Master builder quits Taylor Wimpey after 15 jare: Pete Redfern leaves firm he created in rude health… but don’t forget the scandals
The man who turned Taylor Wimpey into a housing powerhouse is to leave after almost 15 years at the helm.
Pete Redfern, who negotiated the creation of the UK’s third-largest housebuilder in a cafe on the M40, is off once a replacement has been found and a full handover has taken place.
He is the longest-serving chief executive among the large listed housebuilders, and among a minority in the FTSE 100 to have held the job for more than a decade.
Stepping down: Taylor Wimpey’s Pete Redfern (op die foto) is the longest-serving chief exec of the big housebuilders, and among a minority in the FTSE to have held the job for over a decade
Recruitment of his replacement is already ‘advanced’, and internal and external candidates are being considered.
Rumours swirled that the departure may be linked to activist investor Elliott, which was reported at the weekend to have taken a stake in the firm, prompting speculation of demands for a management overhaul.
Redfern, 51, gesê: ‘It has been a privilege to work at Taylor Wimpey for the last two decades and to lead a business of which I am so proud. It is in excellent health and well-positioned for strong future growth.’
The shares rose 0.9 persent, or 1.5p, to 169.3p, and analyst Laura Hoy at Hargreaves Lansdown said it ‘feels like the right time for a shift in leadership’.
It will be the first time in its history that Taylor Wimpey has not had Redfern at the helm.
As boss of George Wimpey, the father- of-five was key to a merger with rival Taylor Woodrow in 2007 before taking over as leader of the newly formed Taylor Wimpey. He met his Taylor Woodrow counterpart, Ian Smith, at a cafe to thrash out the details.
His tenure got off to a rocky start as the financial crisis caused the British housing market to collapse. In die eerste 18 maande, the stock lost around 94pc of its value.
Redfern pulled it back from the brink by refinancing debts, selling its US business and issuing shares to raise cash.
Sedertdien, it has become one of the biggest players in the UK market, riding a wave of soaring demand that has pushed average house prices ever higher.
But despite a recovery from its all-time lows in November 2008, when the shares were changing hands for less than 3p, the stock price is still 27 per cent below where it was at the time of the merger, meaning many long-term investors are likely to be left feeling short-changed despite the group having paid out £2.8billion in dividends since its creation.
The company has also received a helping hand from the UK taxpayer through the Government’s Help to Buy scheme, watter, while designed to make homes more affordable, has been criticised for pushing up prices and funnelling millions into the pockets of developers.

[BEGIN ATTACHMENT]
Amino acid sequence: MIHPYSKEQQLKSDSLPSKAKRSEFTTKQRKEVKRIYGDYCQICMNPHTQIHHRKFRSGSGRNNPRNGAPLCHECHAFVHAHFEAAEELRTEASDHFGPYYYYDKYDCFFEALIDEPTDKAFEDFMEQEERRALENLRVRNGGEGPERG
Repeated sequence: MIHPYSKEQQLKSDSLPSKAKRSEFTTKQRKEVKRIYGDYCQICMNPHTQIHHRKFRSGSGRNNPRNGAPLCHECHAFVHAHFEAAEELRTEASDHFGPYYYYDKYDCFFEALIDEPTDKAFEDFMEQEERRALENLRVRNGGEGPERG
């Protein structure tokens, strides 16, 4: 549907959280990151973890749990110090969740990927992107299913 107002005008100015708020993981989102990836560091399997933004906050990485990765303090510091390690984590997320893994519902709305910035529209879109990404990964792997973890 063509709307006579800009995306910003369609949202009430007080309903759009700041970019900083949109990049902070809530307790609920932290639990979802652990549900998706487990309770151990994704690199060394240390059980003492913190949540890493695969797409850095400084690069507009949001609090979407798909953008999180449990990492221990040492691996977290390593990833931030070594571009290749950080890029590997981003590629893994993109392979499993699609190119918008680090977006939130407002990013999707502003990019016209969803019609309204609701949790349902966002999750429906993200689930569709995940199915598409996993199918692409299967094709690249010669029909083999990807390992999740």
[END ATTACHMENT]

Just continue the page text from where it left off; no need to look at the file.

UK house prices accelerated last year following a stamp duty holiday and interest rate cuts during the pandemic.
Taylor Wimpey raked in a record £287million in profits in the six months to July 4 compared to a £39.8million loss in the same period a year ago when the first lockdown forced it to close some sites.
Redfern’s long tenure as the chief executive has not been without controversy.
In 2016, Taylor Wimpey came under fire for selling houses and flats under leaseholds that contained clauses to allow ground rent to rise dramatically in later years, making the properties unsaleable by their owners.
The matter was subject to an investigation by UK competition regulators, who ordered the company to remove clauses in its leaseholds that doubled ground rent every 10 aan 15 jare, forcing the company to set aside £130million to amend the terms.
Later, in 2019, Taylor Wimpey apologised to several of its customers amid a growing number of complaints about the shoddy build quality of some of its newer houses, some of which led to costly repairs for homeowners.
Redfern’s pay package also came under scrutiny that year after he cashed in nearly £4million worth of shares comprising more than half of his stake and worth around three times his £852,000 annual salary.
Daarbenewens, the chief executive has bought four Taylor Wimpey properties in Spain and the UK, amassing a portfolio worth around £1.7million, using a staff discount that offers 5pc off the purchase of a property each year, saving a total of £80,000.
Redfern planned to expand his portfolio in 2019 with the purchase of a £2.5million luxury riverside apartment in London, also built by the company.
However he pulled out of the deal amid outrage over the discounted purchase price, which was cut by £436,000 and branded a ‘gratuitous bonus’ by executive pay campaigners.
Commenting on his departure, Tayor Wimpey chairman Irene Dorner focused on the positives, hailing Redfern’s ‘invaluable contribution to the business’ and successful navigation through two major crises – the financial crisis and pandemic.